I immediately returned my cart and apologized for the few items that would need to be restocked and I removed him from the store. Twisting and screaming as if I were ripping his finger nails out with rusty pliers, I walked (read dragged) him to the car. Where he attempted to exit the car. Where he wouldn't stay in a seatbelt. Where he was screaming and crying blindly with no memory of what he was upset about, I'm sure. I just sat in the backseat, letting him scream, preventing him from opening the door and letting it all flood out. As he began to exhaust himself, I offered some comfort, ssshushing, it's okay now. He moved beside me and laid into me to rest. The consequence was that we were leaving. He accepted it and fell asleep driving home. Calmly we talked about it later.

He was a child with hyper-focus. Sometimes he would latch on to an idea or a thing and he couldn't shake his focus on it. I had learned with him, to head off that at first sight but I missed it that day. No biggie. Tantrums happen. No guilt, no shame, no blame.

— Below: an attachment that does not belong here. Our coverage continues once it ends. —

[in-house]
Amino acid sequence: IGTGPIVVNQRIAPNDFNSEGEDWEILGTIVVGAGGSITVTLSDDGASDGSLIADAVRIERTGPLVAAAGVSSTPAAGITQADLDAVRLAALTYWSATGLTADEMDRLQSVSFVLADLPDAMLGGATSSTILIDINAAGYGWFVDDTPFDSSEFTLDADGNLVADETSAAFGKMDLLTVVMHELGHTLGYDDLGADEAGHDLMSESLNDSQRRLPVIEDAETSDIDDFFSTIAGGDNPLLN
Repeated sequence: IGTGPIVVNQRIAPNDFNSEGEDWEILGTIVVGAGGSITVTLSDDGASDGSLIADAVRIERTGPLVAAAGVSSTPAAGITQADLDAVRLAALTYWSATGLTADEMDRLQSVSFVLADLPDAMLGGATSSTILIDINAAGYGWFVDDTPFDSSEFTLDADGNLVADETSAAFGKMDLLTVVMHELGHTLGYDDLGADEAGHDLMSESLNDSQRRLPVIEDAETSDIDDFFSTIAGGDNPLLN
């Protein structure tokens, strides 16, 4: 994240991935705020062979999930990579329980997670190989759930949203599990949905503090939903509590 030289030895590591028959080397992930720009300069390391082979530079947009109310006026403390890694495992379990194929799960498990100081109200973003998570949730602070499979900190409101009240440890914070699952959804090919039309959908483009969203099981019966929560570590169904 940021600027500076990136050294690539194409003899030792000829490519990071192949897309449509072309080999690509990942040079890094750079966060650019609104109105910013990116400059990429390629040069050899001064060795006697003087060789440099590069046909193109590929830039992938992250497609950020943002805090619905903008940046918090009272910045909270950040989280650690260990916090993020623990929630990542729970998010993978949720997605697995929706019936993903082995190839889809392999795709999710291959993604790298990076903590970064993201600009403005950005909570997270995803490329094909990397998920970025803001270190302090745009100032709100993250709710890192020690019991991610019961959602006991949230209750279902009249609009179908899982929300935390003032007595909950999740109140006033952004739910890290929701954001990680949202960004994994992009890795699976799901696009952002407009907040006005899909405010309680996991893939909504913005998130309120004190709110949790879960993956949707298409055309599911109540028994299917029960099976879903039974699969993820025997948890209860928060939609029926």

But that day led me to this. And this was the very best $5 I ever spent at a yard sale - hands down.


I am not sure that I ever went to the grocery store without 1-3 of these in tow ever again for the next 15 years, no kidding. Shopping trips were never a nightmare. They were an outing for us that we truly looked forward to having. Shopping Day was a big day. The kids would sit and we would make the menu and the list. Their lists had things we actually needed on it. They had money, coupons, and they had special assignments. Each week they got to pick a mystery fruit or vegetable for everyone to try. They had to check the price of milk to let dad know and we had to choose 3 boxes of cereal. It was busy stuff. We weren't in any hurry. We talked and sang songs, and looked at things. As they got older they used regular carts and had more meal planning responsibilities. By the time they were 12, I could let them go inside the store, shop for a list, pay with their own debit card, check out at the self serve checkout and come back out. They felt so proud of themselves. As well they should.